Guided Care: A Structured Approach to Providing Comprehensive Primary Care for Complex Patients

Case Study
Key Questions Answered
  • How does one care management program work to improve care for individuals with multiple chronic conditions?
  • What are its outcomes to date?
Key Themes and Takeaways

This resource describes the Guided Care model of care management and its implementation in two health systems: Lahey Health of Burlington, Massachusetts, and Holy Family Memorial of Manitowoc County, Wisconsin. Created by Johns Hopkins University researchers in 2001 and licensed to health care systems, the Guided Care model aims to improve health outcomes and lower health care spending by better managing care for the growing number of aging Americans with multiple chronic conditions.

  • The creators of Guided Care sought to strike a balance between telephone-based care management programs, which are relatively inexpensive but ineffective for high-need patients, and operationally complex programs that rely on interdisciplinary care teams.
  • The model creates a structured process for registered nurses to assess these patients’ needs, create care plans, and teach patients and their caregivers to manage health conditions.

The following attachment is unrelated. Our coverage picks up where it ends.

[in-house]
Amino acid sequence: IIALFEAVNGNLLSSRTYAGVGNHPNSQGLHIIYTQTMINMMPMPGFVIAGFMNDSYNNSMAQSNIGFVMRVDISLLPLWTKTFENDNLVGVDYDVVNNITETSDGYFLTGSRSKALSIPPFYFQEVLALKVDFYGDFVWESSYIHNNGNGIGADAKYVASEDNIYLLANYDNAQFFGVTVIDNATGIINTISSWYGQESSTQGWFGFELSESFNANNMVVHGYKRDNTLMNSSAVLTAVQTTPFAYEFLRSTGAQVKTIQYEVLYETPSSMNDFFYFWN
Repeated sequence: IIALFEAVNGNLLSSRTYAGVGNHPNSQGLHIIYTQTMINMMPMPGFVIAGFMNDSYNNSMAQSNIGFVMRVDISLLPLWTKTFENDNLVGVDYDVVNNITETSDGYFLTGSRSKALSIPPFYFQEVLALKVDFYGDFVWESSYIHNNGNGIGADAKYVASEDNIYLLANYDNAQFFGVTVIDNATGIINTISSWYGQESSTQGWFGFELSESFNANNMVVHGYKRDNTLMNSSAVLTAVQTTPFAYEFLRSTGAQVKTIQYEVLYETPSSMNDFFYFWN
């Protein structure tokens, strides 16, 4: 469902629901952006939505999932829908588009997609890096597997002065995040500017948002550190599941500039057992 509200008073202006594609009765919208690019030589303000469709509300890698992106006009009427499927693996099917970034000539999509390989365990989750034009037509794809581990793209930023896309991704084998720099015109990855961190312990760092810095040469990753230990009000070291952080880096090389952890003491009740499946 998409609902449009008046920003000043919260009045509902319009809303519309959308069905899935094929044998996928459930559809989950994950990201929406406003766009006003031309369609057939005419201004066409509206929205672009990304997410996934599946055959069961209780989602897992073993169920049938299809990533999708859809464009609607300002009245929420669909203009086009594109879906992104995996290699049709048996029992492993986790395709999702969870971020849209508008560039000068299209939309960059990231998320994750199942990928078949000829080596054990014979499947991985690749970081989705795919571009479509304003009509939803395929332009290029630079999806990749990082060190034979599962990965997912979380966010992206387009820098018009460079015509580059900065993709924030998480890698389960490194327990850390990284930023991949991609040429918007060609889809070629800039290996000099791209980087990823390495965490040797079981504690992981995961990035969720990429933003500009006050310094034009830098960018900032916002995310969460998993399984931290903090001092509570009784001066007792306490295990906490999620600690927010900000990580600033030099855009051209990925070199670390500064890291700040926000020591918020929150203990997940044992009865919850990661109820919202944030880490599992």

• Nurses take an online training course to fulfill this role, then work with patients identified in primary care practices. They monitor how patients are doing over time, orchestrate transitions among care settings, and provide referrals to community resources.
  • Guided Care is offered through Johns Hopkins as a licensed program. If 10 or fewer nurses follow the program at one site, the license is $3,000 for three years. Sites with 10 to 49 Guided Care nurses pay about $10,000 for three years, and those with more than 50 Guided Care nurses pay about $50,000 for three years.
  • Lahey Health attributes its recent success in reducing hospital admissions and emergency department visits in part to Guided Care. From 2013, the year it implemented the program, to 2014, the health system’s Medicare ACO beneficiaries had a 22 percent reduction in admission rates, and a 7 percent reduction in emergency department visits. 
Authors
Martha Hostetter
Sarah Klein
Douglas McCarthy
Susan L. Hayes
Population Addressed
People with Multiple Chronic Conditions
Level of Evidence
Case Study; Promising Evidence
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